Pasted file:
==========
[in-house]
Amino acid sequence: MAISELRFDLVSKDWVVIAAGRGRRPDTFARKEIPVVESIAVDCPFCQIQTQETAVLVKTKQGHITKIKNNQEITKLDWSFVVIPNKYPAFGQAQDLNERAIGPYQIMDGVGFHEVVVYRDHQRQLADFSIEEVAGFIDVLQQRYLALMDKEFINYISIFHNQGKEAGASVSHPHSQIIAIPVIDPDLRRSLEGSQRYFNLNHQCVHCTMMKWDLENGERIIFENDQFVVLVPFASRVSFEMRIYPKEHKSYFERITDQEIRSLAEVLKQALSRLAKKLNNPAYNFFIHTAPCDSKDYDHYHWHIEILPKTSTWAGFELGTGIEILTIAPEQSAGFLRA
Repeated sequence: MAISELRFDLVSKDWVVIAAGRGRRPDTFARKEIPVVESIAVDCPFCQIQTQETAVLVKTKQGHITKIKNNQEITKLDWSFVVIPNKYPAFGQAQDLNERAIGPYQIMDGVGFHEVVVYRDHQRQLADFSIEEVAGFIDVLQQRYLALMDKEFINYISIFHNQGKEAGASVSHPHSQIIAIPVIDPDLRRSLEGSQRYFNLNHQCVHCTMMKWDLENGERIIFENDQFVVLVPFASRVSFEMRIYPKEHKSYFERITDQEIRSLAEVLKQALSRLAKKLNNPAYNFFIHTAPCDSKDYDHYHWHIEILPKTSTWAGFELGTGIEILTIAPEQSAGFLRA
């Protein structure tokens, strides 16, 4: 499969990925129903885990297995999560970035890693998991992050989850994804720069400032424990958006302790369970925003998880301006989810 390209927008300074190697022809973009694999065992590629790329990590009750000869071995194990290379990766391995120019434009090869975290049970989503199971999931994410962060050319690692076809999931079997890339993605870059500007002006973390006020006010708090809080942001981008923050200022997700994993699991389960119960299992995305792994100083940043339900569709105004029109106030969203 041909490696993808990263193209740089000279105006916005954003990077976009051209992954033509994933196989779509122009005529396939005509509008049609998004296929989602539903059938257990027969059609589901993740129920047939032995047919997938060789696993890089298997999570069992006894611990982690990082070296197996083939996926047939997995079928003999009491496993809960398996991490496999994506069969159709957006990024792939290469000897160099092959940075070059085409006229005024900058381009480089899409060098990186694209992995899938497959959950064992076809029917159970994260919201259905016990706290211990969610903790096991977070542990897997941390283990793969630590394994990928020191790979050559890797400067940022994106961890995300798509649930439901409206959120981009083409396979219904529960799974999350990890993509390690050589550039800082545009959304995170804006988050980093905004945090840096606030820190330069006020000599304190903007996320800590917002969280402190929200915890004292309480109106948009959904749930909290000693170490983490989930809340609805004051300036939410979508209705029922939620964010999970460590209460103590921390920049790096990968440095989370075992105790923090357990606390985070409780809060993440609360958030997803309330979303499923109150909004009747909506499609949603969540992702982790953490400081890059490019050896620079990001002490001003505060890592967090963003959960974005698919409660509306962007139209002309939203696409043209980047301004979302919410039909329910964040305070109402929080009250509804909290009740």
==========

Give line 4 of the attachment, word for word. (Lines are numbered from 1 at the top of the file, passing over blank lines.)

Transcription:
């Protein structure tokens, strides 16, 4: 499969990925129903885990297995999560970035890693998991992050989850994804720069400032424990958006302790369970925003998880301006989810 390209927008300074190697022809973009694999065992590629790329990590009750000869071995194990290379990766391995120019434009090869975290049970989503199971999931994410962060050319690692076809999931079997890339993605870059500007002006973390006020006010708090809080942001981008923050200022997700994993699991389960119960299992995305792994100083940043339900569709105004029109106030969203 041909490696993808990263193209740089000279105006916005954003990077976009051209992954033509994933196989779509122009005529396939005509509008049609998004296929989602539903059938257990027969059609589901993740129920047939032995047919997938060789696993890089298997999570069992006894611990982690990082070296197996083939996926047939997995079928003999009491496993809960398996991490496999994506069969159709957006990024792939290469000897160099092959940075070059085409006229005024900058381009480089899409060098990186694209992995899938497959959950064992076809029917159970994260919201259905016990706290211990969610903790096991977070542990897997941390283990793969630590394994990928020191790979050559890797400067940022994106961890995300798509649930439901409206959120981009083409396979219904529960799974999350990890993509390690050589550039800082545009959304995170804006988050980093905004945090840096606030820190330069006020000599304190903007996320800590917002969280402190929200915890004292309480109106948009959904749930909290000693170490983490989930809340609805004051300036939410979508209705029922939620964010999970460590209460103590921390920049790096990968440095989370075992105790923090357990606390985070409780809060993440609360958030997803309330979303499923109150909004009747909506499609949603969540992702982790953490400081890059490019050896620079990001002490001003505060890592967090963003959960974005698919409660509306962007139209002309939203696409043209980047301004979302919410039909329910964040305070109402929080009250509804909290009740």